eTN: By how much has tourism improved since the UNWTO assembly?
Minister Plata: About 6 percent, a lower growth since last year of the same period of 13 percent. The biggest issue we had – another good news for Colombia, but bad news for tourism – is the appreciation of the Colombian peso from Pesos 1900 in November to Pesos 1650 to US$1 last June. Things have gone a lot better, but made the country more expensive for visitors.
eTN: Does that mean hotel investors have shied away, too?
Minister Plata: Not the investors, but tourists in general, which explains why the growth rate is not as high as last year’s. 2008’s still growing but not at the same pace as 2007. As for tourism investments, due to the tax incentives (created by the passage of Law 788/2002 offering income tax breaks on earnings for 30 years for new hotels and ecotourism projects for remodeling and expansion) we’re on schedule with 14,000 rooms coming into service through 2011.
eTN: Have US investors pulled away from development commitments due to the weak economy?
Minister Plata: Preliminary figures for 2008 showed $4.5 million of FDI (foreign direct investments), an increase of 24% over the same period as last year’s with Americans holding majority stakes. In the last few years, there has been a resurgence of US investments into Colombia.
eTN: What lures US investors into Colombia despite a cash-strapped US
Minister Plata: Many things including stability, a large and growing population of 44 million, the FDI’s the country’s ability to negotiate and favorable tax conditions.
eTN: Aside from promoting cities like Cali, Baranquilla, Popayan, Villa de Leyva, Santa Marta and San Andres, how has Medellin, a reformed former drugs and crime hub reached a turning point into becoming a possible tourism attraction following Pres. Alvaro Uribe’s security initiatives? How hard was it to face the security challenge?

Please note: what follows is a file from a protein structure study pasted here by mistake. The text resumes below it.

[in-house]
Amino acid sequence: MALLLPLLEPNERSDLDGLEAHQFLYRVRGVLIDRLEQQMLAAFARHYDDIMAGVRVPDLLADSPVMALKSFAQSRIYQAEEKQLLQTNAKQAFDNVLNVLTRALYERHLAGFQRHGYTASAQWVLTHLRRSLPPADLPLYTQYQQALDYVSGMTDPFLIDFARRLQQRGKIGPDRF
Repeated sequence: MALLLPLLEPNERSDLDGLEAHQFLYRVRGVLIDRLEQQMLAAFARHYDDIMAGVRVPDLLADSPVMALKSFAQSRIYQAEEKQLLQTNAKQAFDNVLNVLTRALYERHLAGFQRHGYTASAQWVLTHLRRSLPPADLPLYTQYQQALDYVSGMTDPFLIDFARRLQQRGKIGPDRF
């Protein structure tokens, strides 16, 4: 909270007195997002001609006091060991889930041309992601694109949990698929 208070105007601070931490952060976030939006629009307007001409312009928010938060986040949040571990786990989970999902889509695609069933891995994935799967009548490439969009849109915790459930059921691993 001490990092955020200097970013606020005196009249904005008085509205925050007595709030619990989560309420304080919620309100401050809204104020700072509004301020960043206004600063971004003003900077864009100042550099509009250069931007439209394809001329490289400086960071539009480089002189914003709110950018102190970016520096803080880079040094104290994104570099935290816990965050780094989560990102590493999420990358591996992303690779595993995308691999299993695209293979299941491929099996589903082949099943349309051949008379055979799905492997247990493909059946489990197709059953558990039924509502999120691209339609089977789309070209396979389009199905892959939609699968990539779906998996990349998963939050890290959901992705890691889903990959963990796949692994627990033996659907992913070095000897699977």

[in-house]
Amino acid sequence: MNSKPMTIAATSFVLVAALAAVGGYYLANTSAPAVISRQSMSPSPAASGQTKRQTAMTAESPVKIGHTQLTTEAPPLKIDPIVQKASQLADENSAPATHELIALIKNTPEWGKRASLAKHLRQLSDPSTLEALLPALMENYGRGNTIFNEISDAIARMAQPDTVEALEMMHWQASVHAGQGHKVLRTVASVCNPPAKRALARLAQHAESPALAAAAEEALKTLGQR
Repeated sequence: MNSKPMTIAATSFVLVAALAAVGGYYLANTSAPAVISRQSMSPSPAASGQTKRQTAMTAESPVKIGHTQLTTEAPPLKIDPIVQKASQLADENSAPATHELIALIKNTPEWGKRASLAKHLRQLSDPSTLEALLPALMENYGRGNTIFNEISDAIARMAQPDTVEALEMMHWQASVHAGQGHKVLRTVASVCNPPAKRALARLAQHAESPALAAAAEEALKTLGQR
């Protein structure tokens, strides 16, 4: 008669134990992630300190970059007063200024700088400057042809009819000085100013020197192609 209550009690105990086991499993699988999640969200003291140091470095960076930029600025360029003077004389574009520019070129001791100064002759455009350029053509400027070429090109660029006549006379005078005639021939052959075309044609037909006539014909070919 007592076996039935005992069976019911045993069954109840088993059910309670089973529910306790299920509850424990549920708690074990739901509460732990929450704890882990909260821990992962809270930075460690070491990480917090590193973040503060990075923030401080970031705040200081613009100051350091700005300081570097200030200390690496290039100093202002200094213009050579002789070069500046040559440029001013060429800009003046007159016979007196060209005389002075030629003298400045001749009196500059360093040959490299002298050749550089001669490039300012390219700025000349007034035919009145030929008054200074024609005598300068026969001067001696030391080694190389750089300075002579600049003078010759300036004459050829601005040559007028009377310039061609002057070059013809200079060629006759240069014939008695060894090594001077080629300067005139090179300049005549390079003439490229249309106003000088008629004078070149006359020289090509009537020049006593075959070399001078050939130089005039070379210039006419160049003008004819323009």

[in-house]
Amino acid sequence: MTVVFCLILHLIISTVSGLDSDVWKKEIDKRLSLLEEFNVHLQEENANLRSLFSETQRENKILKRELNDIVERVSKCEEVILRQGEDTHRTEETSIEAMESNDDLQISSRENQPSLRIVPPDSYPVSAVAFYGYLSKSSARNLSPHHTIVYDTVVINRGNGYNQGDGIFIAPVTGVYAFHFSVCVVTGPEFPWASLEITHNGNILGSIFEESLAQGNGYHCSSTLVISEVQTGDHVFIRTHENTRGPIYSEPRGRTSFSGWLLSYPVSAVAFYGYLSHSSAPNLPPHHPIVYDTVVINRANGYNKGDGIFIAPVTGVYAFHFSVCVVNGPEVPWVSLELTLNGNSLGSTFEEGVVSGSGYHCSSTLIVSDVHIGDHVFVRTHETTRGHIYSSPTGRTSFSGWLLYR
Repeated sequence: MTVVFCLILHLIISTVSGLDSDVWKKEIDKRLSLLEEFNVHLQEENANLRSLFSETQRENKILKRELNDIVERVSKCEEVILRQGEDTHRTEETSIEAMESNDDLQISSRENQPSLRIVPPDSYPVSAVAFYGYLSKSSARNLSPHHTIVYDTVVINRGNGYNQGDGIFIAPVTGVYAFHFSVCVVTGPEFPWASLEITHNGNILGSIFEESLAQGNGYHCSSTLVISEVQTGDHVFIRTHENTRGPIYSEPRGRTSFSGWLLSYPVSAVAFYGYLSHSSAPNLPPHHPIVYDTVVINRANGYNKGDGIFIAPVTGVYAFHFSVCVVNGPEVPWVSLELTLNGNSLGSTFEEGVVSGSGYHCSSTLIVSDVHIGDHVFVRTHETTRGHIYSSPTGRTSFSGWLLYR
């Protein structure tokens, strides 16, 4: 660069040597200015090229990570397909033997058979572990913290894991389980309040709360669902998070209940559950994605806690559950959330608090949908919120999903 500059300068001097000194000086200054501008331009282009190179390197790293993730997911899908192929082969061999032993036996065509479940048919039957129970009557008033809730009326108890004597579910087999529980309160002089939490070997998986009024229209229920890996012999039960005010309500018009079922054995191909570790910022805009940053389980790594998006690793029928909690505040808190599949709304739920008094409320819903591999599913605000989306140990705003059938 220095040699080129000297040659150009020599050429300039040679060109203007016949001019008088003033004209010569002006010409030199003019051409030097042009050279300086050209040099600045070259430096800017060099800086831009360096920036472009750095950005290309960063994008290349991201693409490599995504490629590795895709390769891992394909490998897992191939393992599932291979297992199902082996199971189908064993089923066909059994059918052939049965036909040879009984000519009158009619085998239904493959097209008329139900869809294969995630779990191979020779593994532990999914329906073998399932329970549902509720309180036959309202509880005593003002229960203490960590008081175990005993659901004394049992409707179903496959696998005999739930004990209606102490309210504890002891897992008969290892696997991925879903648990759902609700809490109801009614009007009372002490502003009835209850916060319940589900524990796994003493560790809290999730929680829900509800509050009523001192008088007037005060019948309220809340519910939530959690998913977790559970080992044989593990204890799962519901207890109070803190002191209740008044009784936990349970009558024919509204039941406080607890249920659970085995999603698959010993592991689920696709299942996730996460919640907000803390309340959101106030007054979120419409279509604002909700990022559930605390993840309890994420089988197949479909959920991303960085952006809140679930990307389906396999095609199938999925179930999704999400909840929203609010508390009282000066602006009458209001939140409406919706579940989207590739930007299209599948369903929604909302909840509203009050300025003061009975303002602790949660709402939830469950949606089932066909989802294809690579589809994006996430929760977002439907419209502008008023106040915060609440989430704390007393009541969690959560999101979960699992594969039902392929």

Minister Plata: As Colombia improved in security, we’re able to bring in more business, investors and tourists to the country. Now that security has become much better, we have to make sure we continue the path to economic growth and provide jobs and opportunities. Our fight against terrorists and drug dealers with security and soldiers alone is better won as we create opportunities and better living for most Colombians.
eTN: Still on security, this time on Venezuela, while Colombia receives
more than $600 million a year in security and antinarcotics aid from the
United States, any perception of a more in-depth American role in the rescue
would have likely inflamed emotions in neighboring country Venezuela, where
political supporters of President Hugo Chavez support the FARC. How has the
rescue been viewed by Venezuela? Has the rescue affected your critical
relations with Chavez?
Minister Plata: Together with President Uribe, we’ve met with President
Chavez last Friday, four days ago. We had a positive meeting. President Chavez assured us that he would like to turn the page and re-establish relations with Colombia at all levels in the best possible way. We’re please about this and we look forward to working with Venezuela. After all, we’re linked by 2,300 kilometers of border, a common path, common language and common culture. Venezuela is an important partner. And so, we need to work with them.